I am trying to spend more time reflecting on the sermons that are proclaimed to us each Sunday. I love the preaching at our church but too often by the time it’s Tuesday I can’t even remember what the sermon was on. So I think I am going to begin reflecting on the our church sermons as an occasional series on this blog.
Today’s sermon was on the various metaphors for discipleship: salt and light (Matt. 5), fishers of men (Matt 4:19/Mk 1:17) but most significantly the true vine and branches (John 15). As John 15 was read in the sermon today I couldn’t help but notice the prevalence of the word ‘remain’ (μενω). This is possibly because I was trying to follow along in my Greek New Testament and I at least knew the word μενω. But it could also be because of the 118 uses of the word μενω in the NT by far the most occurrences are in John, 40 in fact. Of those 40 occurrences in John, 11 are in chapter 15 alone, that means a over 9% of all the uses of μενω in the NT are in this chapter alone!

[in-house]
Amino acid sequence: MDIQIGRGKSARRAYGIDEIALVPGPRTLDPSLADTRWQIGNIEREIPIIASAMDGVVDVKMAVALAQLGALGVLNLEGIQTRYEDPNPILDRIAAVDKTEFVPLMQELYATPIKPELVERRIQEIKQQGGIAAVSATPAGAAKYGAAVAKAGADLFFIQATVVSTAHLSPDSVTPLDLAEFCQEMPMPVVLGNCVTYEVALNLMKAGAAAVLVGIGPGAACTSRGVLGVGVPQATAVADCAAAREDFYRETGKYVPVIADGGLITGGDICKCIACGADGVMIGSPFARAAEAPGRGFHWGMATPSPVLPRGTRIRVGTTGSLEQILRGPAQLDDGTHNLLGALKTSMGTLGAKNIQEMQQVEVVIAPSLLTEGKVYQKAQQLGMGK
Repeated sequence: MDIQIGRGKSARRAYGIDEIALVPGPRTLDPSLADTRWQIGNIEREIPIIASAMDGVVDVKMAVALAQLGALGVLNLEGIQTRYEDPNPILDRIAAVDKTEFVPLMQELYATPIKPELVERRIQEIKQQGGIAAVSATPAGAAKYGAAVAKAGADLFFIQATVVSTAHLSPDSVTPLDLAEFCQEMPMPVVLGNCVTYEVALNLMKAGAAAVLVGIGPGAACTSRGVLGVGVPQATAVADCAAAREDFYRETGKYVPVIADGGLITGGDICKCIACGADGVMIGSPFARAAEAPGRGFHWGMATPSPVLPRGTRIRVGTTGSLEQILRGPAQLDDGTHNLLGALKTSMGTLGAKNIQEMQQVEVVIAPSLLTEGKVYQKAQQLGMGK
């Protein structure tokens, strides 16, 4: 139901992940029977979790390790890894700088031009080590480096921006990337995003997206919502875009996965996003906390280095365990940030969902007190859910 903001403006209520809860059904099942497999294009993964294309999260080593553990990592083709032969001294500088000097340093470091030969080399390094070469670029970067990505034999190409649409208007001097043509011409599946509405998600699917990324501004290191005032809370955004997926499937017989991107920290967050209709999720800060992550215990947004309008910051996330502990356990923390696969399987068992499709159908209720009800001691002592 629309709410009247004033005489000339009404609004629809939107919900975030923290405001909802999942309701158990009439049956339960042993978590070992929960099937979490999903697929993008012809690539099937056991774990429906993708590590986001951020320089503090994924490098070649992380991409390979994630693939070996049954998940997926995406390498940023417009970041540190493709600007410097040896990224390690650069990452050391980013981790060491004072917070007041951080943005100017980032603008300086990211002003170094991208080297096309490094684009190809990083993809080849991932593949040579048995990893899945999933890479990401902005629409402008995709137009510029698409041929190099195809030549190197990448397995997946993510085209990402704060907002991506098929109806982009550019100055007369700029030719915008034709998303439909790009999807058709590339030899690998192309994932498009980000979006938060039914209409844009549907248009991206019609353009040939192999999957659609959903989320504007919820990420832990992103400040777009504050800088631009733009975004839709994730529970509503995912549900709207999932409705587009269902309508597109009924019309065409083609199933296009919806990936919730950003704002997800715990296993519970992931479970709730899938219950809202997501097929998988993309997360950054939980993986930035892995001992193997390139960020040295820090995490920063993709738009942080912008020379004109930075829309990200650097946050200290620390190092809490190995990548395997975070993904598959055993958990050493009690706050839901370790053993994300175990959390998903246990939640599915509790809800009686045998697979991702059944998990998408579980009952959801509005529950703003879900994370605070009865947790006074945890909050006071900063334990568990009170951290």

In John 15 the phrase ‘remain in me’ (μείνατε ἐν ἐμοί – vv. 4, 5, 6, 7) is repeated. The first occurrence is the command to remain in Christ (μείνατε, v. 4) followed by the promise that whoever remains (ὁ μένων) in Christ and Christ in them, will bear much fruit (v. 5). Then we are warned that whoever does not remain (ἐὰν μή τις μένῃ) in Christ will be thrown into the fire (v. 6) because, it is implied, they do not bear fruit. All this is finally capped off with the final promise that whoever remains (ἐὰν μείνητε) in Christ and has His words remain in them also will be granted whatever they ask for (v. 7).
The question that came most readily to mind in this text was: how are we to remain in Christ?
This question is first answered for us. In v. 4 Christ commands us to remain in Him (μείνατε ἐν ἐμοί – imperative use of μενω) even as (κἀγὼ – combination of και and εγω) Christ remains in us. In other words, we are to live in the reality that Christ remains in us! This reality is easy to affirm but difficult to inform our daily living. If we lived our life as if Christ was truly dwelling in us, I really believe we would live much different lives.
The second answer to this question is given in v. 7. There we are told that our prayers will be answered if we remain (μείνητε) in Christ and his Word remains in us (τὰ ῥήματά μου ἐν ὑμῖν μείνῃ). Thus we remain in Christ by letting His word (ρημα – I don’t have time here to go into the difference between ρημα and λογος, perhaps that is worth another post another time) remain in us.
So as I go about this week, my goal is to remain in Christ by 1) living in the reality that Christ remains in me, and 2) intentionally letting God’s Word remain in my heart. If those two things do not change the way I go about my week, I don’t know what will. These things are worth thinking on.